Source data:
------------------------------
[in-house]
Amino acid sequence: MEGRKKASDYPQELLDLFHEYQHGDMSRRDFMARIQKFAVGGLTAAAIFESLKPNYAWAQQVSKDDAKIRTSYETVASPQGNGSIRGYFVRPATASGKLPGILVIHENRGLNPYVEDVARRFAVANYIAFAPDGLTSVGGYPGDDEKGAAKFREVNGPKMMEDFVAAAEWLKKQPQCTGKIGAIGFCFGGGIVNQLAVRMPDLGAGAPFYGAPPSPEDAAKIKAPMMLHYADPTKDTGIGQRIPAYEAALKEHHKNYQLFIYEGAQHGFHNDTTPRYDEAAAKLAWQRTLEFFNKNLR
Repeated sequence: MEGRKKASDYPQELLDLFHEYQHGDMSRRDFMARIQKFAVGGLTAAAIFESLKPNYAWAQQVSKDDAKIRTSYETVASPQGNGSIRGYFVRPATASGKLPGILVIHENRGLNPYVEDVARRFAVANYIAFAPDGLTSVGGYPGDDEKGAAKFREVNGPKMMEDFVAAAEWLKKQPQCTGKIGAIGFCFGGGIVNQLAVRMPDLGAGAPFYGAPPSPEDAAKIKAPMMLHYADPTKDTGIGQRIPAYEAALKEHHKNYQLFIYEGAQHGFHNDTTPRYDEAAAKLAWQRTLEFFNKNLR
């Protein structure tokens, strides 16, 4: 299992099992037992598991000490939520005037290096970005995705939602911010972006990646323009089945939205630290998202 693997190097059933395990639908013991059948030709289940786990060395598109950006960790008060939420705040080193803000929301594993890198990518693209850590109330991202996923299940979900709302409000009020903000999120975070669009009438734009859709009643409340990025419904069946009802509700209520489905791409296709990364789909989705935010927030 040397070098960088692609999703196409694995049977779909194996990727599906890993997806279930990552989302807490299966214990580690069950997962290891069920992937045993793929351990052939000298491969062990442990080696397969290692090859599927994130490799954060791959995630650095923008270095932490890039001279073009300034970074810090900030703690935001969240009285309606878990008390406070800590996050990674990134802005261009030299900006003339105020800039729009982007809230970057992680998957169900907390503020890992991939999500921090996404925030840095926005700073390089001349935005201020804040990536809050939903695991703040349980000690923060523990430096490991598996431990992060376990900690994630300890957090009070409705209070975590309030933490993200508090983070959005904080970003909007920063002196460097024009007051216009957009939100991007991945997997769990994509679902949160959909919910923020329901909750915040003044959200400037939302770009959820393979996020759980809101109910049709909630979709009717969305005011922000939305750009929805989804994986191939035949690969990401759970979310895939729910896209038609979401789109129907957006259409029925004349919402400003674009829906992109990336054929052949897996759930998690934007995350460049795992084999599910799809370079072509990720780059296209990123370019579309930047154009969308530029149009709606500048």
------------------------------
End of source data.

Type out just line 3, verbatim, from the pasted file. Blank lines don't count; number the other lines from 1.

Repeated sequence: MEGRKKASDYPQELLDLFHEYQHGDMSRRDFMARIQKFAVGGLTAAAIFESLKPNYAWAQQVSKDDAKIRTSYETVASPQGNGSIRGYFVRPATASGKLPGILVIHENRGLNPYVEDVARRFAVANYIAFAPDGLTSVGGYPGDDEKGAAKFREVNGPKMMEDFVAAAEWLKKQPQCTGKIGAIGFCFGGGIVNQLAVRMPDLGAGAPFYGAPPSPEDAAKIKAPMMLHYADPTKDTGIGQRIPAYEAALKEHHKNYQLFIYEGAQHGFHNDTTPRYDEAAAKLAWQRTLEFFNKNLR